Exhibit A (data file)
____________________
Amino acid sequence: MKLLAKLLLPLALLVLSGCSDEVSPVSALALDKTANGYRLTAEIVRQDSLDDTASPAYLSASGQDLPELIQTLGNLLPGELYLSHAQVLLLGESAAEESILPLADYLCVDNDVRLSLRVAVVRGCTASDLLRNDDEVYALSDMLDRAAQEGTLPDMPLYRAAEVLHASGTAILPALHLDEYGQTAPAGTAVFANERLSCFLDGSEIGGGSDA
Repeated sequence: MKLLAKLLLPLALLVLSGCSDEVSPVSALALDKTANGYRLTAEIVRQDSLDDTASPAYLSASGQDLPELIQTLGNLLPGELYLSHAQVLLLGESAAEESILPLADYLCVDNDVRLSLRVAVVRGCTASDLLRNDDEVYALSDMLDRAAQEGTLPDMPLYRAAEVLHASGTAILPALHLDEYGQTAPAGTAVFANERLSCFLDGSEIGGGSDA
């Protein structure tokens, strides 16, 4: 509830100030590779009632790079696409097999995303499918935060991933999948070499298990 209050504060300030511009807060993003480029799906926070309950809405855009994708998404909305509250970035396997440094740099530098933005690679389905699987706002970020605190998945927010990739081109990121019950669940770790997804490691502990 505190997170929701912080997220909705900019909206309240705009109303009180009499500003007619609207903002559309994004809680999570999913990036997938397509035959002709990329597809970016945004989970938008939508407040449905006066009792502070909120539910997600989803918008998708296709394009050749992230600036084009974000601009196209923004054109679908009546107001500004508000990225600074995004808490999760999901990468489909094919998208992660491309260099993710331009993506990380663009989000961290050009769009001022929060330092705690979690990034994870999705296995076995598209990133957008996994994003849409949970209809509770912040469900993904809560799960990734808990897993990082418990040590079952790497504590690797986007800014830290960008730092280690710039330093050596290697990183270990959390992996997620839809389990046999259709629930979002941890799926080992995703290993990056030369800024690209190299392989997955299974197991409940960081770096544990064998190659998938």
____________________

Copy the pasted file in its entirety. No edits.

Amino acid sequence: MKLLAKLLLPLALLVLSGCSDEVSPVSALALDKTANGYRLTAEIVRQDSLDDTASPAYLSASGQDLPELIQTLGNLLPGELYLSHAQVLLLGESAAEESILPLADYLCVDNDVRLSLRVAVVRGCTASDLLRNDDEVYALSDMLDRAAQEGTLPDMPLYRAAEVLHASGTAILPALHLDEYGQTAPAGTAVFANERLSCFLDGSEIGGGSDA
Repeated sequence: MKLLAKLLLPLALLVLSGCSDEVSPVSALALDKTANGYRLTAEIVRQDSLDDTASPAYLSASGQDLPELIQTLGNLLPGELYLSHAQVLLLGESAAEESILPLADYLCVDNDVRLSLRVAVVRGCTASDLLRNDDEVYALSDMLDRAAQEGTLPDMPLYRAAEVLHASGTAILPALHLDEYGQTAPAGTAVFANERLSCFLDGSEIGGGSDA
């Protein structure tokens, strides 16, 4: 509830100030590779009632790079696409097999995303499918935060991933999948070499298990 209050504060300030511009807060993003480029799906926070309950809405855009994708998404909305509250970035396997440094740099530098933005690679389905699987706002970020605190998945927010990739081109990121019950669940770790997804490691502990 505190997170929701912080997220909705900019909206309240705009109303009180009499500003007619609207903002559309994004809680999570999913990036997938397509035959002709990329597809970016945004989970938008939508407040449905006066009792502070909120539910997600989803918008998708296709394009050749992230600036084009974000601009196209923004054109679908009546107001500004508000990225600074995004808490999760999901990468489909094919998208992660491309260099993710331009993506990380663009989000961290050009769009001022929060330092705690979690990034994870999705296995076995598209990133957008996994994003849409949970209809509770912040469900993904809560799960990734808990897993990082418990040590079952790497504590690797986007800014830290960008730092280690710039330093050596290697990183270990959390992996997620839809389990046999259709629930979002941890799926080992995703290993990056030369800024690209190299392989997955299974197991409940960081770096544990064998190659998938």